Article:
She walked off a good job that she dearly loved and, in her early forties, went back to school in an academic field in which she had no previous experience. When she told her husband that she was heading to seminary, he called her crazy and threatened, "This wasn't part of my contract." Her teenagers said they would never forgive her for announcing, "I think God wants me to be a United Methodist minister."
She borrowed fifty thousand dollars to help pay for the education that the church requires, leapt a dozen hurdles including psychological testing and a financial investigation, and endured grueling interviews and papers on United Methodist doctrine, history, and polity for the Conference Board of Ordained Ministry. Not content with her M.Div. degree and her past preparation, the Discipline requires two more years of probation while the Board evaluated her fitness for ministry.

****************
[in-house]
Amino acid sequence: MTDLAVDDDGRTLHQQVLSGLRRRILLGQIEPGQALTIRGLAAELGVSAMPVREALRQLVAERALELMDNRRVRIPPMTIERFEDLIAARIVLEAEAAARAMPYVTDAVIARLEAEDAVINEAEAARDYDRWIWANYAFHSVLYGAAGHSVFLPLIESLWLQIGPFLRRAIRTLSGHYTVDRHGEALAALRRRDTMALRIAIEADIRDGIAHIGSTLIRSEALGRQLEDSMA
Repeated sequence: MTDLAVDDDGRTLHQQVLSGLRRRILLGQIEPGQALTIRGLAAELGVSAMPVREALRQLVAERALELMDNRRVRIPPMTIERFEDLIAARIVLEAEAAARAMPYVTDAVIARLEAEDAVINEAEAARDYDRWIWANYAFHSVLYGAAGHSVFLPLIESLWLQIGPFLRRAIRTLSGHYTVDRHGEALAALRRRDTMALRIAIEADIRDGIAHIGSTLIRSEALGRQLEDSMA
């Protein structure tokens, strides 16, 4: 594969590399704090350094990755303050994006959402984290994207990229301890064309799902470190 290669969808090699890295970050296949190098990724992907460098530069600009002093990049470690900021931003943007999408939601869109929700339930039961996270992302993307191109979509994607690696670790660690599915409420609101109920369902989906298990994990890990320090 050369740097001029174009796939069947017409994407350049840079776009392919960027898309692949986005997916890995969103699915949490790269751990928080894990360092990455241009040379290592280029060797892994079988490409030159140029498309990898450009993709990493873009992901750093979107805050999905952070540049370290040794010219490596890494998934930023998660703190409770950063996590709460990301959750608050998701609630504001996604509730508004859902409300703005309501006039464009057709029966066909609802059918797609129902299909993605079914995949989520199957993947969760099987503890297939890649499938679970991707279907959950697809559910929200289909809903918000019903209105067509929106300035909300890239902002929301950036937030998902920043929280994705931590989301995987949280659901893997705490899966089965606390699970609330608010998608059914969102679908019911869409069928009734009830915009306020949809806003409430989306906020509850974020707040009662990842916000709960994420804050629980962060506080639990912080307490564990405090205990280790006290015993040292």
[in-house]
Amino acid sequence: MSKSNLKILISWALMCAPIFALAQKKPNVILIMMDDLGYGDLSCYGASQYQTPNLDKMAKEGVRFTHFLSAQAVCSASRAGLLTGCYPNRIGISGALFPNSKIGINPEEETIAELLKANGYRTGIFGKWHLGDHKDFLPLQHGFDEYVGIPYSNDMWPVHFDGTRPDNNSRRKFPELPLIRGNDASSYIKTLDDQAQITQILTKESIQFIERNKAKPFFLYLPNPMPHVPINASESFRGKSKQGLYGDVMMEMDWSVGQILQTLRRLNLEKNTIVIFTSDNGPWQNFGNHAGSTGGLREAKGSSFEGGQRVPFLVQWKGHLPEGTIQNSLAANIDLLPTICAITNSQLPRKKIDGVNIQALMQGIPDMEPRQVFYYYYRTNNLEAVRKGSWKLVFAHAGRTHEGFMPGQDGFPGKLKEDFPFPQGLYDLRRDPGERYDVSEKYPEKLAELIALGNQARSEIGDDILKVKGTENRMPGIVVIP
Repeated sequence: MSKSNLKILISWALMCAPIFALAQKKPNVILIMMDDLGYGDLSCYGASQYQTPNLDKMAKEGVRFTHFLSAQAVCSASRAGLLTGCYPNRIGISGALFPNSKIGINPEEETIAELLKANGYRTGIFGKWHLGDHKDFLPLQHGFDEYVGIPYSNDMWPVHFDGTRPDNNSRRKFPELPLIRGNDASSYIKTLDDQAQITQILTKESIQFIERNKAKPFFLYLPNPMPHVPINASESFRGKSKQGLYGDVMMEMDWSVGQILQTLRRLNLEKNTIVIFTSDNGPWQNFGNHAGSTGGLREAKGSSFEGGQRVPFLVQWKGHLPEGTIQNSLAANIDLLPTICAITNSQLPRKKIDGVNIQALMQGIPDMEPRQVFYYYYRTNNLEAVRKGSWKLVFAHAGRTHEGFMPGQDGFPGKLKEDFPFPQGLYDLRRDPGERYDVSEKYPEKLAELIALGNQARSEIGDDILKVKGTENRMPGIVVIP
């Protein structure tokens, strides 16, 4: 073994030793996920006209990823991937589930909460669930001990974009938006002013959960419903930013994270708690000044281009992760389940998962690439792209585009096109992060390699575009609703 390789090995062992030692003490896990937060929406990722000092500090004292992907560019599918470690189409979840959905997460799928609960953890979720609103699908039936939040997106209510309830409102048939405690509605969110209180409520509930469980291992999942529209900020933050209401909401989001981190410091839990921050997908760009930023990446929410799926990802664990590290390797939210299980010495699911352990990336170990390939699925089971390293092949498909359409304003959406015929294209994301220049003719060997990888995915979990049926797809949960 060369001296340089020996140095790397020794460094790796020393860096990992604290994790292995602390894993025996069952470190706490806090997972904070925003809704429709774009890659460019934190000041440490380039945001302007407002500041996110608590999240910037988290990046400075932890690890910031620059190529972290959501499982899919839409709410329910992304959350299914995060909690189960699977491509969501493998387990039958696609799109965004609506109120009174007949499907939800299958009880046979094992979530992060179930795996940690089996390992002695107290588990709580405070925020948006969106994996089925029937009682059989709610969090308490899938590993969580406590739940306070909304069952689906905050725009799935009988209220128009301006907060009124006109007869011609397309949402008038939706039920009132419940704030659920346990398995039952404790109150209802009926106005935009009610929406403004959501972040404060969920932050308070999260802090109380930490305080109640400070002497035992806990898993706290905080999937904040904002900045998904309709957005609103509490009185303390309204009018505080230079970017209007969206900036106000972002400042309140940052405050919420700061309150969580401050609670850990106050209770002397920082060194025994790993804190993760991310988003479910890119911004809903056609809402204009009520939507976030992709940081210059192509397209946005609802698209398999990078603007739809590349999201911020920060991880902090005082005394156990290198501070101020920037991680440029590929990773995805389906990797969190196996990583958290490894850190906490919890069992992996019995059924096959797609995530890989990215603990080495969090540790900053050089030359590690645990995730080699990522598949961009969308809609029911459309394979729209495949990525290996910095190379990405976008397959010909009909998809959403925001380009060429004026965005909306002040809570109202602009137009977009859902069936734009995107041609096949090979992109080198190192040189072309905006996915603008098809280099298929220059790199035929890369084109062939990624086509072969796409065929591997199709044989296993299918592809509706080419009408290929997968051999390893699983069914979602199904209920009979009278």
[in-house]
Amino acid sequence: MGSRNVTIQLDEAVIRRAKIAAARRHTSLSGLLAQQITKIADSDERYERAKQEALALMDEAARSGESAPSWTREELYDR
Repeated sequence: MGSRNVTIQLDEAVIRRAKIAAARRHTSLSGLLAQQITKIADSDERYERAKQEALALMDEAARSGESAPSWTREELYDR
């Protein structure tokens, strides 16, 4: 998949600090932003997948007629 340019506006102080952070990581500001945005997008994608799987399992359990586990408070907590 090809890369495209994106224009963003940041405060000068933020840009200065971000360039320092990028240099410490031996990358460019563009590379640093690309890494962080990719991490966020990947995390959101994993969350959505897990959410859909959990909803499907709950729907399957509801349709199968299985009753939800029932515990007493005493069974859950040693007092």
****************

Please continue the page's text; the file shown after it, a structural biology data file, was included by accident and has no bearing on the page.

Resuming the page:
And all of that has brought her tonight, to where she kneels before me in the Service of Ordination. I hold my crosier in one hand and give her a Bible with the other, ominously telling her, "take authority to preach the word." I ask her to promise loyalty to the United Methodist Church, to defend our doctrine and, more specifically, submissively to go wherever a bishop like me sends a pastor like her. And then I lay hands on her head praying for the gift of the Holy Spirit to enable her to do what she has so brashly promised.
Of all Episcopal duties, the making of new clergy is the most sacred -- and the most daunting. Ordination is counter to just about everything that Americans believe. A vow to subordinate personal ambition, marriage, family, a comfortable income, and even the choice of where to sleep at night to the mission of the Bride of Christ is mind boggling recklessness. The odds are something like one in four that she will make it no more than ten years as a pastor before she burns out, blacks out, or backs out.
And I stand before her, lay hands upon her head, order her to tell people the truth that most of them are assiduously avoiding, pray for the Holy Spirit to zap her, and proclaim that her ministry is God's idea before it was hers. I am unworthy to be here, as I have been unworthy to nearly everywhere Jesus has put me.
Pray, church, that the Lord will continue to send us laborers for a bountiful harvest!
Bishop William H. Willimon
[Taken with permission from the bishop's blog, originally posted March 7, 2011]